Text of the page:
Intimacy is a difficult thing to film. Rather, it’s difficult to film well. You can capture two people clutched closely together, in a vulnerable moment, so that it feels as if the camera is encroaching on their privacy, an intruder. You can film in close-up, for a more practical intimacy, catching every hair and freckle. But to really feel like you’re getting a close understanding of the characters onscreen, there’s no list of actions one should take. Jill Soloway has figured it out.
Orange Is the New Black, Season 2, Episode 8: “Appropriately …
In my last review I called Taystee a “girl,” and although much of the episode focused on her in the present as an adult, I didn’t even think to pause on that small, yet important age distinction. Calling her “woman,” truly, never even entered my mind. So, the question is… why not? I mean, isn’t she well over 18? Isn’t she doing hard time, baring her soul at AA meetings, and winning mock job fairs? What else does a lady need to do to get some respect? But apparently, I was not totally wrong with my oversight after all—that is, at least, if we listen to new, yet experienced inmate, Vee.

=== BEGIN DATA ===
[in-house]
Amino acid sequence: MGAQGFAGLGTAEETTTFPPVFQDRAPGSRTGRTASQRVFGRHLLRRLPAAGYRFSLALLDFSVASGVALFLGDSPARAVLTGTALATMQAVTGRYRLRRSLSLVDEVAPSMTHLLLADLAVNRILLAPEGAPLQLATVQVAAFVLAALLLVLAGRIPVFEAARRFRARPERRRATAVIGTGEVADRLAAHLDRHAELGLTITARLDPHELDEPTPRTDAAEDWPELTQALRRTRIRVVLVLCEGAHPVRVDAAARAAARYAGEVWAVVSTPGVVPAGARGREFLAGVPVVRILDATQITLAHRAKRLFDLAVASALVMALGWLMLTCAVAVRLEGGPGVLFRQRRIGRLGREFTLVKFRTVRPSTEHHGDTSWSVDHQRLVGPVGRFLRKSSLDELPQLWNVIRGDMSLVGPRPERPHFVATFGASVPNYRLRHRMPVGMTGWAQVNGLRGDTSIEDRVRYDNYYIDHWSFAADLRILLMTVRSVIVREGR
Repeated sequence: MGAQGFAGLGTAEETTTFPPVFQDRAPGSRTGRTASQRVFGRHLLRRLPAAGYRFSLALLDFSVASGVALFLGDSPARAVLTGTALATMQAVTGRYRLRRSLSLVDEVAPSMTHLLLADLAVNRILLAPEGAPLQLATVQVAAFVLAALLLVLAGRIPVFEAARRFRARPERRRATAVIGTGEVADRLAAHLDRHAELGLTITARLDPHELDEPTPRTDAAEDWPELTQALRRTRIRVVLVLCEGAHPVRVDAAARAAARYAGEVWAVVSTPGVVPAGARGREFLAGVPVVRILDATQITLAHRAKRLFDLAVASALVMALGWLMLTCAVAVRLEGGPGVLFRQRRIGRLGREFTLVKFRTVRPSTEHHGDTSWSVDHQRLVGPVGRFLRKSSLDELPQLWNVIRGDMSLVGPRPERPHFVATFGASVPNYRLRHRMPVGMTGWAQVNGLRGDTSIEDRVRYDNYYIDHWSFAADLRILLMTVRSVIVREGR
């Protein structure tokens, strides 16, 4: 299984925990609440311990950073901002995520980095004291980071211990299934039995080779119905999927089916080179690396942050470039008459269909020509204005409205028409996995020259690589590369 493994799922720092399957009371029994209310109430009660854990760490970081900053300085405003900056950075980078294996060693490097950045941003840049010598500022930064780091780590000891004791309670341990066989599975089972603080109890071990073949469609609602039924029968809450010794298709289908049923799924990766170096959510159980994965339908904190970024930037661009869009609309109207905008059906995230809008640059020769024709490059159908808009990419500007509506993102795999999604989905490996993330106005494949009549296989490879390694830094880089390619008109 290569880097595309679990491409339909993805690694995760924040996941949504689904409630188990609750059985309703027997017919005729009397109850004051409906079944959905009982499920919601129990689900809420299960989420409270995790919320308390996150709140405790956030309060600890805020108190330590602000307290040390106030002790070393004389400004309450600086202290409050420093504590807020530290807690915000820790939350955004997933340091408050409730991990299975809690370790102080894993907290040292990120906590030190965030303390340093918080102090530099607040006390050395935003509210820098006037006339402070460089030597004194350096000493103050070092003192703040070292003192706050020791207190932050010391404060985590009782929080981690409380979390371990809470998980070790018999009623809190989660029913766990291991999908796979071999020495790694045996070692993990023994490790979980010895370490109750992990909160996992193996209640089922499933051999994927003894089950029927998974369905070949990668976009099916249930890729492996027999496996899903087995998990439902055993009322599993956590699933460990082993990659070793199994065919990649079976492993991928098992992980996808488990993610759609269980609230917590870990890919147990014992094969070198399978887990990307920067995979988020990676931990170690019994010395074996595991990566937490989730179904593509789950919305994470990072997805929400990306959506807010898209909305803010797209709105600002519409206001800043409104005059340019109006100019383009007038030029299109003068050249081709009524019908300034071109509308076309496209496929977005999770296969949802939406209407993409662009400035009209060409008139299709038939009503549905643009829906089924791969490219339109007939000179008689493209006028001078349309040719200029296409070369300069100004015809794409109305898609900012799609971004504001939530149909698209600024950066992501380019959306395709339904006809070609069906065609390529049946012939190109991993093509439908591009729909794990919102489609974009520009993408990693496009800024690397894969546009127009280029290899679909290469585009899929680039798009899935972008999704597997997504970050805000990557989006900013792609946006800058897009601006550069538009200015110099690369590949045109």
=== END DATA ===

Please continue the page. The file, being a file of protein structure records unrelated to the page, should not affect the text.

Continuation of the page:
A little whiplash never hurt anyone when it comes to entertainment, but it’s hard not to knock this episode down a few pegs after the delicious intensity that was “Thirsty Bird.” Though, if we needed some downtime, Taystee is a perfect character to spend it with, especially as a first-time flashbacker, and the exciting prospect of getting to spend even more time with her down the road. In contrast to Piper, who courts controversy, Taystee is just simply likeable to everyone, even before we heard her story about waking up at a construction site with barbecue sauce on her breasts. Both her prison story and flashback story, by being totally sincere, play to that likeability strength, and give us a buoy for an episode that spends its entire time setting up little plotlines for the season, and basically reminding us who the characters are and where we left them.
Orange is the New Black’s title is probably the least compelling thing about the accomplished series. It springs to mind a kind of petulant rebelliousness, a hip “girl power” type of show that, however easily it could fall into being with its premise, consistently rises above being with its powerful, careful storytelling, laugh-out-loud humor, and three-dimensional characters. Still, the title is by no means empty, and actually rings out as strangely meaningful in this, its second season premiere. After all, what does happen when orange is the new black? Or, in other words, what happens when what we think is basic is absolutely no longer the case?